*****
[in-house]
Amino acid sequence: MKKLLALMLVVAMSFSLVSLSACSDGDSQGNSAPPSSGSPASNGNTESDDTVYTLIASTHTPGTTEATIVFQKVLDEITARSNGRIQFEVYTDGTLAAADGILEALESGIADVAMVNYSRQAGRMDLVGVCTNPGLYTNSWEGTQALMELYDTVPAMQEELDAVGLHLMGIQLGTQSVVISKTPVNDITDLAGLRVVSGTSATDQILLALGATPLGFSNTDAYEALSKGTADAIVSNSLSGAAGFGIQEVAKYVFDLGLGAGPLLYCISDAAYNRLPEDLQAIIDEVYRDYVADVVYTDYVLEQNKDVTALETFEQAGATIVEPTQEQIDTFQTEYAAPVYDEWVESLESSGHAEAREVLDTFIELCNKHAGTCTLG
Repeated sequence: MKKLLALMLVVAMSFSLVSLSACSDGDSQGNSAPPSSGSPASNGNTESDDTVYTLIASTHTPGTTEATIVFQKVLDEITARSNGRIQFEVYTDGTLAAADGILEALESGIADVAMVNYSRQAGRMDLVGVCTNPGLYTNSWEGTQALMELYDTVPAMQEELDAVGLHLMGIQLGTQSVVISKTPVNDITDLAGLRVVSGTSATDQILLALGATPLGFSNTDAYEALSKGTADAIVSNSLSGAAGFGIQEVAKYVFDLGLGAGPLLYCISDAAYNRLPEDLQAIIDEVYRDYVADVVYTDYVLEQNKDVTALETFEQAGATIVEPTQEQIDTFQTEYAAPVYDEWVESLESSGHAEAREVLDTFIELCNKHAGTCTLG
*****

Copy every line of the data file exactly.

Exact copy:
[in-house]
Amino acid sequence: MKKLLALMLVVAMSFSLVSLSACSDGDSQGNSAPPSSGSPASNGNTESDDTVYTLIASTHTPGTTEATIVFQKVLDEITARSNGRIQFEVYTDGTLAAADGILEALESGIADVAMVNYSRQAGRMDLVGVCTNPGLYTNSWEGTQALMELYDTVPAMQEELDAVGLHLMGIQLGTQSVVISKTPVNDITDLAGLRVVSGTSATDQILLALGATPLGFSNTDAYEALSKGTADAIVSNSLSGAAGFGIQEVAKYVFDLGLGAGPLLYCISDAAYNRLPEDLQAIIDEVYRDYVADVVYTDYVLEQNKDVTALETFEQAGATIVEPTQEQIDTFQTEYAAPVYDEWVESLESSGHAEAREVLDTFIELCNKHAGTCTLG
Repeated sequence: MKKLLALMLVVAMSFSLVSLSACSDGDSQGNSAPPSSGSPASNGNTESDDTVYTLIASTHTPGTTEATIVFQKVLDEITARSNGRIQFEVYTDGTLAAADGILEALESGIADVAMVNYSRQAGRMDLVGVCTNPGLYTNSWEGTQALMELYDTVPAMQEELDAVGLHLMGIQLGTQSVVISKTPVNDITDLAGLRVVSGTSATDQILLALGATPLGFSNTDAYEALSKGTADAIVSNSLSGAAGFGIQEVAKYVFDLGLGAGPLLYCISDAAYNRLPEDLQAIIDEVYRDYVADVVYTDYVLEQNKDVTALETFEQAGATIVEPTQEQIDTFQTEYAAPVYDEWVESLESSGHAEAREVLDTFIELCNKHAGTCTLG